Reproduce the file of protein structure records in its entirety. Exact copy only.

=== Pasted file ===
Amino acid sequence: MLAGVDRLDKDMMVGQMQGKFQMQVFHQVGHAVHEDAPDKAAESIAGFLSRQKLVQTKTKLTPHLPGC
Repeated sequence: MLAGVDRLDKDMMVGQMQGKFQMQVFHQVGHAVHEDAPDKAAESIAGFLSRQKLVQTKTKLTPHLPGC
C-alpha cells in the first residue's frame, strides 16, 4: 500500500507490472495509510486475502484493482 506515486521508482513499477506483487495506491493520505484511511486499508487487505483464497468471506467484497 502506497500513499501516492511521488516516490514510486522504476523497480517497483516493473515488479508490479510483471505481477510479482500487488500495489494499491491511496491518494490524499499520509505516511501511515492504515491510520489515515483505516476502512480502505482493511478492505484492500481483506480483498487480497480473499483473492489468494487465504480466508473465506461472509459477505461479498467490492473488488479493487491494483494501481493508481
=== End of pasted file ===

Amino acid sequence: MLAGVDRLDKDMMVGQMQGKFQMQVFHQVGHAVHEDAPDKAAESIAGFLSRQKLVQTKTKLTPHLPGC
Repeated sequence: MLAGVDRLDKDMMVGQMQGKFQMQVFHQVGHAVHEDAPDKAAESIAGFLSRQKLVQTKTKLTPHLPGC
C-alpha cells in the first residue's frame, strides 16, 4: 500500500507490472495509510486475502484493482 506515486521508482513499477506483487495506491493520505484511511486499508487487505483464497468471506467484497 502506497500513499501516492511521488516516490514510486522504476523497480517497483516493473515488479508490479510483471505481477510479482500487488500495489494499491491511496491518494490524499499520509505516511501511515492504515491510520489515515483505516476502512480502505482493511478492505484492500481483506480483498487480497480473499483473492489468494487465504480466508473465506461472509459477505461479498467490492473488488479493487491494483494501481493508481